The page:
Parapsychology Research Center to Open in Second Life
A new parapsychological research center is soon to open in a popular virtual arena called Second Life. The Alvarado Zingrone Institute for Research and Education (The AZIRE) was founded to provide resources for researchers, clinical psychologists and psychiatrists, therapists and counselors, and teachers and students interested in seemingly psychic phenomena. A project of Alvarado Consulting, The AZIRE is located in
Dr. Carlos S. Alvarado and Dr. Nancy L. Zingrone, the folks behind The AZIRE, have enjoyed careers in parapsychology since the late 1970s. Focusing mainly on the psychology of experience — especially on the out-of-body experience — they have been lucky enough to have worked at some of the premiere institutions in the field, such as the Rhine Research Center in Durham, North Carolina, the Koestler Parapsychology Unit in the Department of Psychology at the University of Edinburgh, the Parapsychology Foundation in New York City and Greenport, New York, and at the Division of Perceptual Studies in the Department of Psychiatry and Neurobehavioral Sciences at the University of Virginia, where they now hold part-time grant-based research faculty appointments.
The AZIRE website — http://www.theazire.org — includes links to blogs on various aspects of their field of study including parapsychology as a profession, parapsychology’s contribution to science, and biographies in parapsychology, as well as links to personal blogs such as those written by Dr. Charles Tart and Dr. Dean Radin. The AZIRE website also includes links to many universities, institutes, and organizations all over the world as well as to those few opportunities for accredited and/or high quality online learning in parapsychology. Links are also provided to web-based freely available articles by Alvarado and Zingrone and to recommended books in the field.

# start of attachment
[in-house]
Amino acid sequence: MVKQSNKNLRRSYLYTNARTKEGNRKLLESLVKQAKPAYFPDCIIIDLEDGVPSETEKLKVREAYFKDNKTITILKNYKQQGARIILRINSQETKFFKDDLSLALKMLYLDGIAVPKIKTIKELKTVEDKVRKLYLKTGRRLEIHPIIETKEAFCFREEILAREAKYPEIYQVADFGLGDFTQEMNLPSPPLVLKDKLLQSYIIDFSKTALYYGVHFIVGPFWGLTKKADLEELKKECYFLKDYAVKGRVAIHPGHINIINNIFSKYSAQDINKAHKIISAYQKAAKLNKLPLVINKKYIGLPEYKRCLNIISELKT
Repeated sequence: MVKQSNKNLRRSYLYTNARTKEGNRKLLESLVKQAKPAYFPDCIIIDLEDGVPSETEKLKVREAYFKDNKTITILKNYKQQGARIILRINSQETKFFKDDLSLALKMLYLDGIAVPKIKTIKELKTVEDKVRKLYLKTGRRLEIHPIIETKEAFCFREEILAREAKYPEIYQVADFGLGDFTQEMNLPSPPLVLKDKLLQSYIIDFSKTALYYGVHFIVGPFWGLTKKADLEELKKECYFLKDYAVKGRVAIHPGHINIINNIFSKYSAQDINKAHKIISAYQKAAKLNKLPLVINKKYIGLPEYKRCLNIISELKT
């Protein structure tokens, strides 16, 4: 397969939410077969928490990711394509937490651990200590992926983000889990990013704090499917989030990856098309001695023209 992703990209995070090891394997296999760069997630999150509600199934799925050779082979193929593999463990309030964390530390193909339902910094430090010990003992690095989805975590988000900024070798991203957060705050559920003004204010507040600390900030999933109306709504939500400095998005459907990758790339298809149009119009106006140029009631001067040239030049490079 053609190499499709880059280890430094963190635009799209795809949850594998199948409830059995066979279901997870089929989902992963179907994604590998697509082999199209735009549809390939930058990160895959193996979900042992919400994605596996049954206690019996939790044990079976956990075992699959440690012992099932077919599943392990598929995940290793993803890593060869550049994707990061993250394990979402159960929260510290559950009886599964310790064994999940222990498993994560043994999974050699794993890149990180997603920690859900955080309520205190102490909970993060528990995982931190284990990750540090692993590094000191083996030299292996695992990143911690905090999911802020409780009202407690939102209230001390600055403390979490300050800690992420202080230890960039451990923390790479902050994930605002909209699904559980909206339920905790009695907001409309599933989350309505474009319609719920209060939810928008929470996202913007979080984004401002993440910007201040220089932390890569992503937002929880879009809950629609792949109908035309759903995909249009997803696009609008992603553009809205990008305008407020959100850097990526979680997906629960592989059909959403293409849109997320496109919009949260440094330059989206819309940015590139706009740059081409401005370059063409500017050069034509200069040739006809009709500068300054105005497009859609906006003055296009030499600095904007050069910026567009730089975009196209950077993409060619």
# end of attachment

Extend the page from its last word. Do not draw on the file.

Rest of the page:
In addition to developing online courses, a “Virtual College Fair” is in the planning stages. So far Dr. Charles Tart, Dr. Caroline Watt of the
The AZIRE has committed to Second Life as a particularly vibrant media for education. To exploit that potential, The AZIRE Learning Center presents similar resources to those provided by The AZIRE website but using some of the interactive media available inworld such as continuously running slideshows, “notecards,” a YouTube viewer and click-throughs to buy books and download articles. Still in development in Second Life are The AZIRE Library that will include an expanded selection of articles and books to download or buy, and The AZIRE Classroom Building, a cosy space where discussions and classes will be hosted.
If you’re experienced in Second Life, Alvarado and Zingrone want to remind you that The AZIRE’s first open house is on Sunday, September 20th, 2009 from 2:00 to 4:00 pm PST. Once inworld, IM Maggie Larimore (Zingrone’s Second Life alter ego) and she will send you the landmark. For those who’d like to give Second Life a try, once inworld IM Maggie Larimore and/or Rodolfo Mirabella (Alvarado’s SL alter ego) for a warm welcome!